Another advantage is being local. There are plenty of places to shoplift Adele’s album. Instead every HMV in the country should have a large section devoted to local bands, hometown heroes and anyone with a gig coming up in the area. Eastbourne’s HMV should have a shelf of David Ford records. Maidstone’s should be packed with Johnny Kearney and Lucy Farrell. No one in Harlow Newtown should be without a copy of Darren Hayman’s 'Pram Town'.
My plan might not be the answer, but it’s no more crazy than anything else HMV have tried. And, if the stores did eventually close down, at least someone other than the unlucky employees would miss them.
523 Posted By: Myshkin, London on 06 Feb 2012
A great piece, Benjamin, in summing up some of the problems currently facing music retail outlets like HMV and, er, well, really no one else. But I think a big problem with entire music industry is that despite it appearing to be all trendy and cool it really is very conservative. It's business model is effectively outdated and needs to change rapidly to keep up, yet it seemingly moves as swiftly as a disabled dinosaur in its death throes. Films and TV have moved much more swiftly with use of online sites such as the BBC iPlayer and 4oD.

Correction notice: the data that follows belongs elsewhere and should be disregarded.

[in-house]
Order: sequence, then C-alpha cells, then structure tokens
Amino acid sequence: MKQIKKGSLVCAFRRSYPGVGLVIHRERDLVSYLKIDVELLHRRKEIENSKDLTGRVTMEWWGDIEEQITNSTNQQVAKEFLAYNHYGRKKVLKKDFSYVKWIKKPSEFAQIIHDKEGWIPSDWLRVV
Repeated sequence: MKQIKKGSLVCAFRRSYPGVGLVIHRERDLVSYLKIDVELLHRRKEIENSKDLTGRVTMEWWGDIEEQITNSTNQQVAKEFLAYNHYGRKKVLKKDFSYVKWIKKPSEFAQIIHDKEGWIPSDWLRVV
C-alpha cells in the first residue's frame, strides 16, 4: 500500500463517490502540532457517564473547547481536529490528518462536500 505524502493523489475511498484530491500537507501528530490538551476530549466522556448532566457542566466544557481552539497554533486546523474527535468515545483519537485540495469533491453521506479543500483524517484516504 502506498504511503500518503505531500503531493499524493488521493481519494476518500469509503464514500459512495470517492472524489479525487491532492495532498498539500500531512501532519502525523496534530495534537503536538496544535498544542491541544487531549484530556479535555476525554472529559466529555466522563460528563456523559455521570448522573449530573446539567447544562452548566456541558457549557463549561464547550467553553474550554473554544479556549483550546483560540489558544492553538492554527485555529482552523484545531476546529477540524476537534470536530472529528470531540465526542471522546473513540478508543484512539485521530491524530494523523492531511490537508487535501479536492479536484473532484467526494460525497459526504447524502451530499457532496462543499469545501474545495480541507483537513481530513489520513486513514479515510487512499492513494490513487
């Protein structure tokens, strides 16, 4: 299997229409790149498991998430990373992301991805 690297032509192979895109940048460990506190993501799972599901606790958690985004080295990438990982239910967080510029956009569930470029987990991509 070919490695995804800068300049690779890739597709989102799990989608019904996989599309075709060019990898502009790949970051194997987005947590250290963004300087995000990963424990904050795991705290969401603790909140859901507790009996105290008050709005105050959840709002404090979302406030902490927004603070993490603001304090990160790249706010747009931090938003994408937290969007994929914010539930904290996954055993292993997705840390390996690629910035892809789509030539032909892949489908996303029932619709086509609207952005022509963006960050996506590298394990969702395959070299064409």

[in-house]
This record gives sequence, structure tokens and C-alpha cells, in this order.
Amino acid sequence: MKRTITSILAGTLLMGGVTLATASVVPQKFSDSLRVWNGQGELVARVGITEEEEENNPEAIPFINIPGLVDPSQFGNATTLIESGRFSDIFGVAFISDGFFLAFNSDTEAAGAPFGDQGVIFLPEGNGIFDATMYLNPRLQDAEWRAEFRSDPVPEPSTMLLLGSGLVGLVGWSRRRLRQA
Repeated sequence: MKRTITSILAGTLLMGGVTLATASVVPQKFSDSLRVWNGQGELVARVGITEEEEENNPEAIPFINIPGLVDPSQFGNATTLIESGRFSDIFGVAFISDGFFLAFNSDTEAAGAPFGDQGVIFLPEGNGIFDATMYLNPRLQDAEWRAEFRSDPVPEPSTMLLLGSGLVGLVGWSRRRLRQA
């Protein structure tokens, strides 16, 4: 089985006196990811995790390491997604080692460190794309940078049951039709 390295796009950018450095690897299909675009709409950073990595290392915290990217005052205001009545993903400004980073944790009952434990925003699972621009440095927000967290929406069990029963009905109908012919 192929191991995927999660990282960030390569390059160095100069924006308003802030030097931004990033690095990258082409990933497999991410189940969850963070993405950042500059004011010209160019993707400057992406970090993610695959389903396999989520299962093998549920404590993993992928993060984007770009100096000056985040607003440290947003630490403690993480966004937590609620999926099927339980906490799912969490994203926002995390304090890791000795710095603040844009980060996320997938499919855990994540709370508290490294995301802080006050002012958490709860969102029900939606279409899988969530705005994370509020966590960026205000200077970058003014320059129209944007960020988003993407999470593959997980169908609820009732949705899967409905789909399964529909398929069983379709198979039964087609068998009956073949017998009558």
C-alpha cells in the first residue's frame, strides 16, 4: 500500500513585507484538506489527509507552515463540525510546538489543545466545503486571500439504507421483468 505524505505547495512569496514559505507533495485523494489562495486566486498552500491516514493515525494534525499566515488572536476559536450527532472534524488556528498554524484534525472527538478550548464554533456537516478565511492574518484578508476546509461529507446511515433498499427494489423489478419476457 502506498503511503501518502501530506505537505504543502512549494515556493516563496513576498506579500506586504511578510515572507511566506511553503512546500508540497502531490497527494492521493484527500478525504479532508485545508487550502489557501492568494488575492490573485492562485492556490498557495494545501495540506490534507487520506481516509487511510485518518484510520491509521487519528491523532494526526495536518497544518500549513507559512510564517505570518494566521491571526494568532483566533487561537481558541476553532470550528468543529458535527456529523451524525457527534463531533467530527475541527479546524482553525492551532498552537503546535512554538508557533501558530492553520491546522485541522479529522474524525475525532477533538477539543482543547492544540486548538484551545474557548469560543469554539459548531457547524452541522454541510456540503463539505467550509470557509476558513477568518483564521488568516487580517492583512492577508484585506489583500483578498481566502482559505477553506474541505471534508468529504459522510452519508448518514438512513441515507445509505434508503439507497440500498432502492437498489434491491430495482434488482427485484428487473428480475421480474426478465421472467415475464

Another issue, and this is much more fundamental, I think. Music just isn't that important to people as it once was. This works two ways, a cursory scan down the charts will indicate just how formulaic, predictable and downright dull 'popular' music is (but, arguably, it has always been thus) but the change really has come with just how detached it is with society. The pop world has always been a fantasy realm but I would think it has become far worse in recent years. In the words of The Smiths, it says nothing to me about my life. Couple that together with the rise and rise of alternative leisure interests, like video games, and people just aren't interested.
But the real killer is that a large percentage of the population want their music for free and won't pay for it. Well, that's just simple economics, why pay for something when you can get it cheaper or for free somewhere else?